Internetworking technicians set up and maintain networks for companies and organizations. This includes installing and upgrading hardware and software throughout a facility. While you may only need an associate's degree to find employment, a bachelor's degree often opens up more job opportunities.
Internetworking technicians create networks for information systems and keep them functioning properly. They may work for manufacturers that produce network products and services or for information technology departments. Internetworking technicians may also work independently, assisting individual customers with network troubleshooting. These professionals often have an associate's or a bachelor's degree in computer network systems or a related field, and they may also earn certification through specific technology companies.
|Required Education||Associate's or bachelor's degree in computer network systems or related field|
|Other Requirements||Certification through technology companies may be beneficial|
|Projected Job Growth (2014-2024)*||8% (for all network and computer systems administrators)|
|Median Salary (2015)*||$77,810 (for all network and computer systems administrators)|
Source: *U.S. Bureau of Labor Statistics
Internetworking involves a collection of individual networks that are linked via devices and programs to create one large network. Commonly known network configurations include a high-speed data network known as a local area network (LAN) and a data communications network that covers a large area known as a wide area network (WAN). Internetworking technicians design and maintain such systems.
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In addition to creating and designing networks and systems, internetworking technicians install and maintain programs for network routers, hubs, and switches. In many cases, they help troubleshoot problems for individuals and companies.
Internetworking technicians may also be known as computer systems and network technicians or networks systems and data communications analysts. According to O*Net Online, data communications and network systems analysts also:
- Test software reliability
- Determine future network needs
- Design network configurations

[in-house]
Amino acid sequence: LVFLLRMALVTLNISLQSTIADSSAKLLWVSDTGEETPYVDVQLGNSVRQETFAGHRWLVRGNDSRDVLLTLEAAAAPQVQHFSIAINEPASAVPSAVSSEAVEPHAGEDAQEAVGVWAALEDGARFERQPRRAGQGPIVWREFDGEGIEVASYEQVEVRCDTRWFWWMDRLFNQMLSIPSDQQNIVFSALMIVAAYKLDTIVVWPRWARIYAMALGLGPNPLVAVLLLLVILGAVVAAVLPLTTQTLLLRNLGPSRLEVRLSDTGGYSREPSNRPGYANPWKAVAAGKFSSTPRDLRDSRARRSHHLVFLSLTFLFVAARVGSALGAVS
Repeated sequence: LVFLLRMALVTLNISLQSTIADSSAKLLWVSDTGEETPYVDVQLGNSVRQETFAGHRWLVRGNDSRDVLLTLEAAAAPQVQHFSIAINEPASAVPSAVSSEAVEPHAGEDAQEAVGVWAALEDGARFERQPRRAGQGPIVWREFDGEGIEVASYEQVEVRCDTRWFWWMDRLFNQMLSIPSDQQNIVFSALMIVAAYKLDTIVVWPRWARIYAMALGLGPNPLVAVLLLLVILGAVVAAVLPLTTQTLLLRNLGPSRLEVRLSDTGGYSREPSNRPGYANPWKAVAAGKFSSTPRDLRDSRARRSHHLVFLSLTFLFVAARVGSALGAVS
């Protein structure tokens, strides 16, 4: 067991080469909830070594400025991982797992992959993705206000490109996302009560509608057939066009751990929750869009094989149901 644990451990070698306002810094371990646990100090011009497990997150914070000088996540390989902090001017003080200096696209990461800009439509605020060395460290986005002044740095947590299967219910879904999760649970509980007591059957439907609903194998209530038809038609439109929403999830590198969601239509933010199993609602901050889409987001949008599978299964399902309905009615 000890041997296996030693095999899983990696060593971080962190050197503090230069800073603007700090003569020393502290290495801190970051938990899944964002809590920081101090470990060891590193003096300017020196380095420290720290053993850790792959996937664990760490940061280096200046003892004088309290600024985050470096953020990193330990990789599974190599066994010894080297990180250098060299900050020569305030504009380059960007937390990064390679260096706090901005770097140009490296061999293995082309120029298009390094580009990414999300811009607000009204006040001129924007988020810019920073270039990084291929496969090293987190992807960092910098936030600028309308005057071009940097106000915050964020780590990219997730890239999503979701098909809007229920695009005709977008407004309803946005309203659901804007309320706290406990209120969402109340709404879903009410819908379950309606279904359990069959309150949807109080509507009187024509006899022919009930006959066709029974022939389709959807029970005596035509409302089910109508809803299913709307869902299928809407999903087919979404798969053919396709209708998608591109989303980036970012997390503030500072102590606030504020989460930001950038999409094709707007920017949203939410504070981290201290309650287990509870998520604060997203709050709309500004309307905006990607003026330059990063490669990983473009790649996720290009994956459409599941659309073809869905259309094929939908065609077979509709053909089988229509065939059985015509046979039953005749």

- Supervise network performance
- Provide security measures
Educational requirements will vary by employer and job title. In most cases, internetworking technicians need an associate's or a bachelor's degree and potentially a certification.
Undergraduate degrees in computer network systems, computer information systems or a related subject are available at several universities and colleges. These programs offer core courses in topics such as networking and information system concepts, programming, operating systems and information system security. Some programs also offer certificates.
Certification programs are offered by technology companies such as Microsoft and Cisco. Cisco offers the Cisco Certified Internetworking Professional and the Cisco Certified Network Associate credentials, as well as other certification programs. Microsoft offers two primary certifications on internetworking: the Certified Systems Administrator and the Certified Systems Engineer credentials.
Salary Info and Job Outlook
According to the U.S. Bureau of Labor Statistics (BLS), the employment of network and computer systems administrators, including internetworking technicians, was expected to grow by 8% between 2014 and 2024. The BLS also reported the median annual salary earned by such administrators as $77,810 in May 2015.
Due to steady job growth, employment opportunities for network administrators, including internetworking technicians, should be good over the next decade. Holding a bachelor's degree and certification in the latest technology can help jobseekers catch the interest of employers.